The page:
“It is to honor all men who served in Vietnam,” Zahm says. “It really represents all those men and women who did not come home.”

Another plaque lists the men who were killed from Huntington County. It will be placed on the circle on which the airplane is dis-
played, along with KIA plaques from other wars.

In the meantime, Zahm and Goedesky have been reaching out to the families of the other soldiers on the list and inviting them to come to Huntington, witness the unveiling of the Vietnam KIA monument and march in the parade prior to the ceremony.

“We’re going to have banners in the parade,” Goedesky explains. “We would like a family member to carry or represent those that have fallen. That’s our hope, and that’s why we have gone through these names, trying to find family members. …

“We’ve got nephews that will be walking, brothers that will be walking, a sister that will be walking; we’re hoping in some way that just a representative of the family will come.”

“If we can’t get a member here or the family members are elderly and can’t walk in the parade, someone who went to school with them or someone who is a family friend,” adds Zahm. “And also someone who can be there after the parade for the dedication.”

The sisters have now reached nearly everyone on the KIA list, but they are still searching for family members of Gary Archibald, of Huntington, who was killed April 17, 1968. Goedesky says they found a few leads but are asking for information about his relatives.

“He was military; his dad was military. His dad, at the time of his death, was a major, and that was in ’68,” she says. “At that point they were in Ohio ... and part of the family was from California.”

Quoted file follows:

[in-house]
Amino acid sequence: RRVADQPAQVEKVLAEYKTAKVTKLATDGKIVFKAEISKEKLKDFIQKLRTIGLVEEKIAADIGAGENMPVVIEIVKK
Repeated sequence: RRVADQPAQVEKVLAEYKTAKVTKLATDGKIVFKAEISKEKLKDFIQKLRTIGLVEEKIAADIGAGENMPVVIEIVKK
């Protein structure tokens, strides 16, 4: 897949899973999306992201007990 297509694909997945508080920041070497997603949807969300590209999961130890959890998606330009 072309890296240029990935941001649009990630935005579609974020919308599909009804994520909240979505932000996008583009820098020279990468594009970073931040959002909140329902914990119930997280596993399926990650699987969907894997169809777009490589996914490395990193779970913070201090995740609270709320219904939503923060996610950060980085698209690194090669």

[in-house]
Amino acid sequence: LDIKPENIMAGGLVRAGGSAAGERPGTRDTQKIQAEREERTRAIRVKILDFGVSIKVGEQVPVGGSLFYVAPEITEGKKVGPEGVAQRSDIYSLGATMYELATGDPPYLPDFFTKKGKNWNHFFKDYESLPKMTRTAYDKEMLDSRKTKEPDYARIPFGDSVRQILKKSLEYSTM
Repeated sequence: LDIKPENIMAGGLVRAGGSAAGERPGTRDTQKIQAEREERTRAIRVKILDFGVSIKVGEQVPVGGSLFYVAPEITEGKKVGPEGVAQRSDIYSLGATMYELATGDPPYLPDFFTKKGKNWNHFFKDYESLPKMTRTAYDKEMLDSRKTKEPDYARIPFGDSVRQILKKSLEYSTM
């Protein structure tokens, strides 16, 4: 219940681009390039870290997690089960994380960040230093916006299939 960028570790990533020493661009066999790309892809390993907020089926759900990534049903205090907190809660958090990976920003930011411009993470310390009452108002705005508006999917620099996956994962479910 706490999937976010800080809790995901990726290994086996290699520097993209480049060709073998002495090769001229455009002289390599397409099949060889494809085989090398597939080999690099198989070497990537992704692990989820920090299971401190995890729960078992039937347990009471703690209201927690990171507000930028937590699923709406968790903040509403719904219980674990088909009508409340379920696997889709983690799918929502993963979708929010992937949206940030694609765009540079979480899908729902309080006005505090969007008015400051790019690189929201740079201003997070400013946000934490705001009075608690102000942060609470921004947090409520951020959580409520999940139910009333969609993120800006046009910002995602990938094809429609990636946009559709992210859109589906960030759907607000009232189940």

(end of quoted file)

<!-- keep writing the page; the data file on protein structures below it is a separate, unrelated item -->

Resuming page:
However, they have found many family members of the fallen soldiers who are planning to attend the parade and ceremony on Nov. 11, such as the son of James Richard Paul, a Marine sergeant who was killed Feb. 5, 1967.

“He was born after his father left for Vietnam, so he never met his father, and he didn’t know very much about him,” Zahm says. “His mother did not live near James’ family, and they were not married, so there wasn’t a lot of connection there. He did not grow up with the kind of stories and reminders that I did.”

The sisters hope their research and the dedication of the monument will provide some cathartic, healing moments, not just for the families of those killed, but all vets who participated in the war.

“It isn’t just the ones who were killed in action; it’s all of these young men who went to war and came home, broken and not able to continue where they were and who they were when they left,” Zahm adds. “I’m not the only one who ‘lost’ my dad in Vietnam.”

The other 16 Huntington County soldiers killed in Vietnam who will have their names included on the monument, along with Parker, are:

Pfc. Gary Michael Archibald, 20, of Huntington, Army, killed April 17, 1968.

Lance Cpl. Gary Ladd Biehl, 20, of Andrews, Marines, killed May 3, 1967.

Cpl. Gregorio C. Bustos, 22, of Warren, Marines, killed July 3, 1968.

Spc. Mike Garcia Bustos, 23, of Huntington, Army, killed June 28, 1965.

Sgt. Robert Franklin Elston, 21, of Huntington, Army, killed April 30, 1970.

Pfc. Gregory Lamar Fleck, 20, of Andrews, Army, killed May 9, 1969.

Lance Cpl. Terry Gene Graft, 19, of Roanoke, Marines, killed Aug. 31, 1969.

Pfc. Daryl Lee Lowery, 19, of Warren, Marines, killed April 19, 1969.

Pfc. Floyd Russell Noe, 19, of Huntington, Army, killed July 12, 1967.

Sgt. James Richard Paul, 20, of Huntington, Marines, killed Feb. 5, 1967.

Sgt. Thomas David Perry, 21, of Warren, Army, killed April 22, 1969.

Pfc. Lloyd D. Pinkerton, 19, of Huntington, Army, killed Jan. 10, 1967.

1st Lt. Ronald Edwin Rogers, 24, of Huntington, Marines, killed June 3, 1970.

Spc. Richard Alan Scheiber, 25, of Huntington, Army, killed Nov. 13, 1967.

Pfc. Thomas Wardrop III, 21, of Huntington, Marines, killed March 4, 1966.

Lance Cpl. Thomas Duane Worrell, 20, of Roanoke, Marines, killed April 23, 1970.

Family members of the KIA soldiers who have not been contacted and would like to be included in the Veterans Day parade and ceremonies are invited to call Zahm at 388-4330 or email zahmrachel@gmail.com.